Perhaps the most damaging change in higher education in the last few generations has been the wholesale shift in the composition of the teaching staff. Formerly, full-time, tenured faculty members with terminal degrees and long-term ties to the institution did most of the teaching. Such faculty members not only were free to grade honestly and teach with conviction but also had a deep understanding of the curriculum, their colleagues, and the institutional mission. Now undergraduate teaching relies primarily on graduate students and transient, part-time instructors on short-term contracts who teach at multiple institutions and whose performance is judged almost entirely by student-satisfaction surveys... Contingent faculty members, who are paid so little, routinely teach course loads that are impossible to sustain without cutting a lot of corners.
I'm of two minds (or maybe more) on this. One mind is in total agreement. As an undergrad, I attended a tiny SLAC where seminars might have had two or three students, and we were always taught by full-time professors, who were almost always available to students outside of class. As a grad student at a research university, I was a TA where, with no training whatsoever, I was grading papers and exams for a class of over 100 students. My first teaching job was an adjunct position at a SLAC. I was hired at the last minute, and had no prep time -- I pretty much had to prepare each lecture the night before class, since I was simultaneously taking classes and working as a TA. That was not me as the best teacher I could be. It was me as the best teacher I could be under extremely difficult circumstances.
The other mind knows that adjuncts, non-TTs, and VAPs are exploited as cheap, abundant labor, and Benton is right that as contingent workers, we can be worked to death and pressured to please students. As part-timers and temps, we have little connection to the institutions and departments we work for. The kind of personal interaction and sense of place and tradition that I benefited from as an undergrad isn't available to the students of adjuncts.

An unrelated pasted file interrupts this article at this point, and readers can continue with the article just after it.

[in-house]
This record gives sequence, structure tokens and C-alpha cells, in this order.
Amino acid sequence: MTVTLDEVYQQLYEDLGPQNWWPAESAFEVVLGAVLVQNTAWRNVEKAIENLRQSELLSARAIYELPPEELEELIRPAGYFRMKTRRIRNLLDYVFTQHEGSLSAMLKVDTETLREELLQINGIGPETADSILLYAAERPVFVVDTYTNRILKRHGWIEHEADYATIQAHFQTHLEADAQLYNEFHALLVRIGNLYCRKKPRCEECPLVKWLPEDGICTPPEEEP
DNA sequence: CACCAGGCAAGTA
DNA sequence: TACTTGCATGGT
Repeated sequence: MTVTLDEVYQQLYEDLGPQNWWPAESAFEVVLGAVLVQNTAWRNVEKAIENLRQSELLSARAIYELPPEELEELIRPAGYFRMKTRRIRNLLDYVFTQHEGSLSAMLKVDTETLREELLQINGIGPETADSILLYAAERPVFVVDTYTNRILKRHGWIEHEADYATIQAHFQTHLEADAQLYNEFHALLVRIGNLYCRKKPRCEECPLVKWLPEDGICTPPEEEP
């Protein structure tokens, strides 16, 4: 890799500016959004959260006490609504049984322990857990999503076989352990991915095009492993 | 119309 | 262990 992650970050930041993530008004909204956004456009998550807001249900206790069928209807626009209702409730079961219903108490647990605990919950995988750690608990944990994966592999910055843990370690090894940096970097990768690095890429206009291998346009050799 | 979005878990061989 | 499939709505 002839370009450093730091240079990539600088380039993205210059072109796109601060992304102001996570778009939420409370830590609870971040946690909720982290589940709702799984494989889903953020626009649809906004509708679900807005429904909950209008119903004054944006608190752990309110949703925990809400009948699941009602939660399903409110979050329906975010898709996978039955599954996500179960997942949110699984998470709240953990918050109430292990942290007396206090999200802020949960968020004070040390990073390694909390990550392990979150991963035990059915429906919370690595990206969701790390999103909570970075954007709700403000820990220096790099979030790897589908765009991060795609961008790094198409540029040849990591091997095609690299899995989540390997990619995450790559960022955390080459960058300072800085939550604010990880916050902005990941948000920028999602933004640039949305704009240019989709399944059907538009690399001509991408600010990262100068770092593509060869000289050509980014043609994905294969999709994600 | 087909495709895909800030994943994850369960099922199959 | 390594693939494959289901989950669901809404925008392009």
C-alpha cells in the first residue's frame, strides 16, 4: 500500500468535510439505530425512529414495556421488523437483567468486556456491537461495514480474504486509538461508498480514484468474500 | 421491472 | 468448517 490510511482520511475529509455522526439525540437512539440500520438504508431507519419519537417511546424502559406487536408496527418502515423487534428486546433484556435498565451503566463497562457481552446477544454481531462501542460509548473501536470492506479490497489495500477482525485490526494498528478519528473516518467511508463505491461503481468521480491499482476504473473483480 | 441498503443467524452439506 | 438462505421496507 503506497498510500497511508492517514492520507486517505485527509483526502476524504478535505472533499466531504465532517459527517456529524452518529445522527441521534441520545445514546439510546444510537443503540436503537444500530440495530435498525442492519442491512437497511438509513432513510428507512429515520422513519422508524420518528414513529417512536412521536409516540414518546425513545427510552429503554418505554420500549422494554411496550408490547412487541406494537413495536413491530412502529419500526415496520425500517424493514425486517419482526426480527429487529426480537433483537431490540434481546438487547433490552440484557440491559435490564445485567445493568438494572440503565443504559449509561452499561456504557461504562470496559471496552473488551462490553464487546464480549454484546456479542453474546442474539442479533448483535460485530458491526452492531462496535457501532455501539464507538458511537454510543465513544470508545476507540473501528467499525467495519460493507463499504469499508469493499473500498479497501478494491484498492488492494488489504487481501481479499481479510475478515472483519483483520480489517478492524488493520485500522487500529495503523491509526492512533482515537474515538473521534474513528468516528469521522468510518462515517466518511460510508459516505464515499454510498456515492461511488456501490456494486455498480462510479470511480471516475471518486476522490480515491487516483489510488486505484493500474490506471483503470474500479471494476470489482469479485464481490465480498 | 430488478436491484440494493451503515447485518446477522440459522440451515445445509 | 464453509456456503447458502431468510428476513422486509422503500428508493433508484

The other mind thinks adjunct teaching should be an important part of graduate education, since many philosophy grads do aspire to an academic career. But with so few permanent TT jobs available now, a substantial number of contingent faculty will never get TT jobs, so they are, in essence, being strung along in the vain hope that there's a permanent job out there for them. But the numbers are against them. (Granted, some adjuncts may not want TT jobs.) Eliminate most adjuncts and non-TT positions and there are fewer philosophy jobs to go around. But maybe that's better, both for students, and for the exploited workers.
Except that I gained a lot of valuable experience as a teacher while working as an adjunct, and that experience has made me a better teacher. Take away all that experience, and I'd be an inexperienced teacher if I was lucky enough to land a TT job.
How's this for a solution? Grad students who aspire to teach ought to be mentored in teaching, and instructed in teaching, just like education students are. Make teaching instruction part of the graduate curriculum. Give grad students real experience teaching classes in grad school. Then the argument that the exploitation of adjuncts can be justified because valuable teaching experience is gained evaporates.
The downside (or upside): more of us can figure out sooner that there aren't really enough jobs in philosophy to go around.